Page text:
Emerson and Universal Mind

Emerson and Universal Mind

by Richard G. Geldard
     
 

Geldard delves into what remains of Emerson’s late Harvard Lectures to explore his core ideas on Mind, the Powers and Laws of Thought, Instinct and Inspiration, and Memory. In the process he presents Transcendentalism as an American development of the grand Neoplatonic vision. This one of a kind book concludes with “The Platonic Philosopher’s… See more details below

Overview

Geldard delves into what remains of Emerson’s late Harvard Lectures to explore his core ideas on Mind, the Powers and Laws of Thought, Instinct and Inspiration, and Memory. In the process he presents Transcendentalism as an American development of the grand Neoplatonic vision. This one of a kind book concludes with “The Platonic Philosopher’s Creed” by Thomas Taylor, the great Platonist whose translations and writings Emerson studied in depth.

Editorial Reviews

Library Journal
11/15/2013
Geldard (philosophy, Univ. of Philosophical Research) illuminates Ralph Waldo Emerson's thought through an analysis of "The Natural History of the Intellect," a series of six lectures Emerson (Nature; Addresses and Lectures) delivered at Harvard University in 1871. Few have devoted much attention to these talks because many critics think that by the time he gave them, Emerson was already in mental decline; in any case, the full text of these lectures is not available. Geldard ably argues that the talks offer a significant perspective on Emerson's fundamental line of thought. Emerson divided philosophies into two parties: materialists, who start from experience, and idealists, who begin with consciousness. Emerson was decidedly in the latter camp. For him, "consciousness" did not refer to the private musings of individuals. Rather, he maintained that all humans were joined in a Universal Mind, from which the whole of nature proceeds. The author writes not as a detached scholar but as a firm partisan of Emerson's idealist thought, which he holds is supported by modern science. VERDICT Geldard's combination of enthusiasm and insight makes this book an ideal entry point into Emerson's philosophy. Readers interested in 19th-century American thought will find it valuable.—David Gordon, Bowling Green State Univ., OH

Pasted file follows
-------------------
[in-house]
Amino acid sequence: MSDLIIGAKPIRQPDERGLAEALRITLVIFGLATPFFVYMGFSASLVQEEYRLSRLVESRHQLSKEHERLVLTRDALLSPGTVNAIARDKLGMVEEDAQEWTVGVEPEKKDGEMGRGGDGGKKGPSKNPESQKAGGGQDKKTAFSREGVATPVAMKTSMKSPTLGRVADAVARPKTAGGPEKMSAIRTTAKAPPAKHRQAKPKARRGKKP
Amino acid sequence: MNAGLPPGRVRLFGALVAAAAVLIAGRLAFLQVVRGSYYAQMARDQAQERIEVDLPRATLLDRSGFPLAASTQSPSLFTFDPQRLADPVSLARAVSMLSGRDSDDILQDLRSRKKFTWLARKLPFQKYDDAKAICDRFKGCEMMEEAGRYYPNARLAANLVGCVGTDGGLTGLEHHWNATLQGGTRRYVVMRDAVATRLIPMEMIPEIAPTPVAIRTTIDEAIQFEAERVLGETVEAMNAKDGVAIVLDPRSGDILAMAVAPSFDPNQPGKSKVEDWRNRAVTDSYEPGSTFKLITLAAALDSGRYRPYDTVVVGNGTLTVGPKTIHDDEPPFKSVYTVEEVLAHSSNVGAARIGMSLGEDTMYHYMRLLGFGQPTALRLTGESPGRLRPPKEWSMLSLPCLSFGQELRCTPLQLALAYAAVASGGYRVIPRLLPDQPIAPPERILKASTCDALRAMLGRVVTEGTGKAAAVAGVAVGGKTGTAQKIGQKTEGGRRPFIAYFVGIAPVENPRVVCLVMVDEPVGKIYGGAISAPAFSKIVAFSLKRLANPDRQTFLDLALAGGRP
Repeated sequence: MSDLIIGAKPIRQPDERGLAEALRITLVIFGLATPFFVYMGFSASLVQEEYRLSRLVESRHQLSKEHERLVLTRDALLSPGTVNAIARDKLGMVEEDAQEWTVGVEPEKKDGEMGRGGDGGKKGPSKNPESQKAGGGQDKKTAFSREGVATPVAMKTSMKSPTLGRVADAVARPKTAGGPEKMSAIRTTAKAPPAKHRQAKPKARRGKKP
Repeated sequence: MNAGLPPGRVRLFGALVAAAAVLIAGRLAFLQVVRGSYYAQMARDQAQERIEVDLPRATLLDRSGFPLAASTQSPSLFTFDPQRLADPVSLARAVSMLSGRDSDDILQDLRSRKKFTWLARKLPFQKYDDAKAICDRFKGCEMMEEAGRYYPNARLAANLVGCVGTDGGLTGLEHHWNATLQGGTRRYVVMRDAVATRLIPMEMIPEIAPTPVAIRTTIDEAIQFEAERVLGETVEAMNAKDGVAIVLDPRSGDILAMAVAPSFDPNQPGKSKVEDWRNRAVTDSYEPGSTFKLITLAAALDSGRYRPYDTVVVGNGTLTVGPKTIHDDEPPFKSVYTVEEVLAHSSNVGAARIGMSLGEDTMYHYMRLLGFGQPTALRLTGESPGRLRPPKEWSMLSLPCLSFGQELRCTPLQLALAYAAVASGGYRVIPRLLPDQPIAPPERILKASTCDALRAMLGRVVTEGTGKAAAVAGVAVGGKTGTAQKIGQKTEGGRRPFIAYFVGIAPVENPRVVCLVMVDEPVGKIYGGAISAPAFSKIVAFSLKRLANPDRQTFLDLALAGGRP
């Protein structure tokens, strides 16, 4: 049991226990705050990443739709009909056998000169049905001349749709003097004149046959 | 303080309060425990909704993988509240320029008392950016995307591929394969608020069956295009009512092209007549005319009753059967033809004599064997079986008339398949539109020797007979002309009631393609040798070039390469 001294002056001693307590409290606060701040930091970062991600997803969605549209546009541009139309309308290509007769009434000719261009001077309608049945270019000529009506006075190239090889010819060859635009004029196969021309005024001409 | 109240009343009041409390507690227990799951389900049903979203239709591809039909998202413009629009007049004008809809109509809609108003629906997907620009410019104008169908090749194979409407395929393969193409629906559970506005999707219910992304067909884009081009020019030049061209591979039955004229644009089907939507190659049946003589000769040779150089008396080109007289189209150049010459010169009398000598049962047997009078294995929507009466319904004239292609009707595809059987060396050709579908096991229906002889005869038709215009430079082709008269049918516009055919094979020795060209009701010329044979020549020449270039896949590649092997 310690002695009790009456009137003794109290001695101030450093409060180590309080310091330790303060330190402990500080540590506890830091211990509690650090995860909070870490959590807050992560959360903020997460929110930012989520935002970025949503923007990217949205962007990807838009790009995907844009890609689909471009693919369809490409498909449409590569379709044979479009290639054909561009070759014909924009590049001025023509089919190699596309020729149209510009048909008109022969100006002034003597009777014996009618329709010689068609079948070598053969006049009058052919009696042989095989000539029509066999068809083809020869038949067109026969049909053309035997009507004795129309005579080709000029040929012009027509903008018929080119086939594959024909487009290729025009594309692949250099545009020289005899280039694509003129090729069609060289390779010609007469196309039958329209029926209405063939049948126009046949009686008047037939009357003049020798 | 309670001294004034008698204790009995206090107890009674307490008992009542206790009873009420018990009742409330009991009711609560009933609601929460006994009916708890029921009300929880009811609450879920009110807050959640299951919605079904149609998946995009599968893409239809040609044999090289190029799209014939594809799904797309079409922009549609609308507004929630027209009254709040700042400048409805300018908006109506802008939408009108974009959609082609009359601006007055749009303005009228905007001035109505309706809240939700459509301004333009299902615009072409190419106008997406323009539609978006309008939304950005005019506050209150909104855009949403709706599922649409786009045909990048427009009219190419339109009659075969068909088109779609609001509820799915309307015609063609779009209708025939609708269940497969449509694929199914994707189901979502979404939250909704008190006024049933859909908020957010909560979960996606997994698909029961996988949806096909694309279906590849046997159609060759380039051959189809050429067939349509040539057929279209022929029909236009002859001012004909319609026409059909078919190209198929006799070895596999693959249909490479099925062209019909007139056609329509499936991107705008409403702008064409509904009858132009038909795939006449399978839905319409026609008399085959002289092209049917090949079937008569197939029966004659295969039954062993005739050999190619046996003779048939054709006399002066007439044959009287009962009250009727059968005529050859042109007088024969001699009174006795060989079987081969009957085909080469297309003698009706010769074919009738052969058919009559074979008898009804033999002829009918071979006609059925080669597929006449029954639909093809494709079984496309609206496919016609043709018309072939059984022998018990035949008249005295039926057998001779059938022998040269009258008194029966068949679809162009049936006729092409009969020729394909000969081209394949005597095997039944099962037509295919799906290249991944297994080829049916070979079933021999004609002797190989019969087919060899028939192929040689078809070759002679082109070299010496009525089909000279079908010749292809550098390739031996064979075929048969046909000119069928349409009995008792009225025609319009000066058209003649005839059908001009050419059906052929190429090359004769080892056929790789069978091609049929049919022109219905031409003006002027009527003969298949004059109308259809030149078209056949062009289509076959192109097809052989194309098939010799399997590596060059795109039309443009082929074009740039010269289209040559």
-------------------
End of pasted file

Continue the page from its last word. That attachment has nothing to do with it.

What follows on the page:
Product Details

ISBN-13:
9781936012640
Publisher:
Larson Publications NY
Publication date:
10/07/2013
Pages:
96
Product dimensions:
6.04(w) x 8.98(h) x 0.31(d)

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From the Publisher
“A brilliant, forceful, cogent, eloquent, and personal brief for the essential validity of the great Neoplatonic doctrine of ideas, and a wholly believable effort to place Emerson firmly in that tradition.” —Robert D. Richardson, author of Emerson, The Mind on Fire

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